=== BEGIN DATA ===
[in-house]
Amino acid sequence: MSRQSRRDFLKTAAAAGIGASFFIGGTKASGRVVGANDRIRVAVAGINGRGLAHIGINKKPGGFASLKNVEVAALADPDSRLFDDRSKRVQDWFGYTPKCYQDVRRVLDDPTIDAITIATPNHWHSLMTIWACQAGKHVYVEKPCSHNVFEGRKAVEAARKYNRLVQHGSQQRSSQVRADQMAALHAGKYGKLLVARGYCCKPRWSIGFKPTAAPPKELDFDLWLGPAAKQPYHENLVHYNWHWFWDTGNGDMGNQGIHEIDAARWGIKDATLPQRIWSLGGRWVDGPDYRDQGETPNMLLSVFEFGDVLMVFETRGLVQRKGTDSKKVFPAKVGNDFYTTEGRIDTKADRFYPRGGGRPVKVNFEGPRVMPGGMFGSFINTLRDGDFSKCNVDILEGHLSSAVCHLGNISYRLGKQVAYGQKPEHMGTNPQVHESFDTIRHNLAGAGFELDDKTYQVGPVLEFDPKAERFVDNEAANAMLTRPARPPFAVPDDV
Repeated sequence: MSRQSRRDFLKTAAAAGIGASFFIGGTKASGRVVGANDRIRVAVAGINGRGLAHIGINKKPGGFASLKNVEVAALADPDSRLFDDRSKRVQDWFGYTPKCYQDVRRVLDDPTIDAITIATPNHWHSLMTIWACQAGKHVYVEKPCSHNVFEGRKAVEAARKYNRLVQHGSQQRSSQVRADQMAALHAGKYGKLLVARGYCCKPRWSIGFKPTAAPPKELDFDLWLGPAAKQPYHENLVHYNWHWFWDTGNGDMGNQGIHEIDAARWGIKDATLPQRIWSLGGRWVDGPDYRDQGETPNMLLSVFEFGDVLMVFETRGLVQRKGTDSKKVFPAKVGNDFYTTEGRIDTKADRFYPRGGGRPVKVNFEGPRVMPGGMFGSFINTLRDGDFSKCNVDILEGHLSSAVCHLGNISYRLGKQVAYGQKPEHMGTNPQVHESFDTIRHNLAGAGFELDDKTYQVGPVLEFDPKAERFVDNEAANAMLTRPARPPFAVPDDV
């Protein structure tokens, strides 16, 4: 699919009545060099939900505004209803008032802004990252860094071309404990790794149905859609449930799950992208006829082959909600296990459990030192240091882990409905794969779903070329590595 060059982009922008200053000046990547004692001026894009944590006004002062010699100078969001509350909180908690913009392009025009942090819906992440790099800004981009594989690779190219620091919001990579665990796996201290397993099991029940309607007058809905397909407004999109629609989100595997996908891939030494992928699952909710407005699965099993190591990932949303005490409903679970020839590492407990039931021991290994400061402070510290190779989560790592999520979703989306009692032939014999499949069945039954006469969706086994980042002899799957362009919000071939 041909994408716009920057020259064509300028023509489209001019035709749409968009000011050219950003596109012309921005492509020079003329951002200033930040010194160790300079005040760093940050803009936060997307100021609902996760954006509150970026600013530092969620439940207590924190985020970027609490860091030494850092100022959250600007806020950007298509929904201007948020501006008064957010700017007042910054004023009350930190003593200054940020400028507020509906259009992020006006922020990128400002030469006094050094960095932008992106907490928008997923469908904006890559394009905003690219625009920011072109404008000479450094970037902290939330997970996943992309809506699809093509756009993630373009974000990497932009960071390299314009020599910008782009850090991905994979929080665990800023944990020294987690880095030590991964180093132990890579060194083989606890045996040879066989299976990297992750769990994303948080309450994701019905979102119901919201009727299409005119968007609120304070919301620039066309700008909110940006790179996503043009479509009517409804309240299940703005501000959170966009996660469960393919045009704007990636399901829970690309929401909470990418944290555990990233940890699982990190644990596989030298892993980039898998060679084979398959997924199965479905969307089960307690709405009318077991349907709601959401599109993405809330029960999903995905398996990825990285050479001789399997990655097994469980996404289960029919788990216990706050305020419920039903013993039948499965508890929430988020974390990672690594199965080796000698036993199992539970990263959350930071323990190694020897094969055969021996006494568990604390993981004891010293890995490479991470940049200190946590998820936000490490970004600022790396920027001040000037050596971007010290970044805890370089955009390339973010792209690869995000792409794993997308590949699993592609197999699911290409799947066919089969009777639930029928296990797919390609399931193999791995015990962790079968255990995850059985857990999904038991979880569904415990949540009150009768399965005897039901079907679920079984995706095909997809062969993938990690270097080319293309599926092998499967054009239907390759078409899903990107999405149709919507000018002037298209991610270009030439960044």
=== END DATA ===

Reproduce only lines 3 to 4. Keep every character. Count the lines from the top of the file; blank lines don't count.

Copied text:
Repeated sequence: MSRQSRRDFLKTAAAAGIGASFFIGGTKASGRVVGANDRIRVAVAGINGRGLAHIGINKKPGGFASLKNVEVAALADPDSRLFDDRSKRVQDWFGYTPKCYQDVRRVLDDPTIDAITIATPNHWHSLMTIWACQAGKHVYVEKPCSHNVFEGRKAVEAARKYNRLVQHGSQQRSSQVRADQMAALHAGKYGKLLVARGYCCKPRWSIGFKPTAAPPKELDFDLWLGPAAKQPYHENLVHYNWHWFWDTGNGDMGNQGIHEIDAARWGIKDATLPQRIWSLGGRWVDGPDYRDQGETPNMLLSVFEFGDVLMVFETRGLVQRKGTDSKKVFPAKVGNDFYTTEGRIDTKADRFYPRGGGRPVKVNFEGPRVMPGGMFGSFINTLRDGDFSKCNVDILEGHLSSAVCHLGNISYRLGKQVAYGQKPEHMGTNPQVHESFDTIRHNLAGAGFELDDKTYQVGPVLEFDPKAERFVDNEAANAMLTRPARPPFAVPDDV
């Protein structure tokens, strides 16, 4: 699919009545060099939900505004209803008032802004990252860094071309404990790794149905859609449930799950992208006829082959909600296990459990030192240091882990409905794969779903070329590595 060059982009922008200053000046990547004692001026894009944590006004002062010699100078969001509350909180908690913009392009025009942090819906992440790099800004981009594989690779190219620091919001990579665990796996201290397993099991029940309607007058809905397909407004999109629609989100595997996908891939030494992928699952909710407005699965099993190591990932949303005490409903679970020839590492407990039931021991290994400061402070510290190779989560790592999520979703989306009692032939014999499949069945039954006469969706086994980042002899799957362009919000071939 041909994408716009920057020259064509300028023509489209001019035709749409968009000011050219950003596109012309921005492509020079003329951002200033930040010194160790300079005040760093940050803009936060997307100021609902996760954006509150970026600013530092969620439940207590924190985020970027609490860091030494850092100022959250600007806020950007298509929904201007948020501006008064957010700017007042910054004023009350930190003593200054940020400028507020509906259009992020006006922020990128400002030469006094050094960095932008992106907490928008997923469908904006890559394009905003690219625009920011072109404008000479450094970037902290939330997970996943992309809506699809093509756009993630373009974000990497932009960071390299314009020599910008782009850090991905994979929080665990800023944990020294987690880095030590991964180093132990890579060194083989606890045996040879066989299976990297992750769990994303948080309450994701019905979102119901919201009727299409005119968007609120304070919301620039066309700008909110940006790179996503043009479509009517409804309240299940703005501000959170966009996660469960393919045009704007990636399901829970690309929401909470990418944290555990990233940890699982990190644990596989030298892993980039898998060679084979398959997924199965479905969307089960307690709405009318077991349907709601959401599109993405809330029960999903995905398996990825990285050479001789399997990655097994469980996404289960029919788990216990706050305020419920039903013993039948499965508890929430988020974390990672690594199965080796000698036993199992539970990263959350930071323990190694020897094969055969021996006494568990604390993981004891010293890995490479991470940049200190946590998820936000490490970004600022790396920027001040000037050596971007010290970044805890370089955009390339973010792209690869995000792409794993997308590949699993592609197999699911290409799947066919089969009777639930029928296990797919390609399931193999791995015990962790079968255990995850059985857990999904038991979880569904415990949540009150009768399965005897039901079907679920079984995706095909997809062969993938990690270097080319293309599926092998499967054009239907390759078409899903990107999405149709919507000018002037298209991610270009030439960044």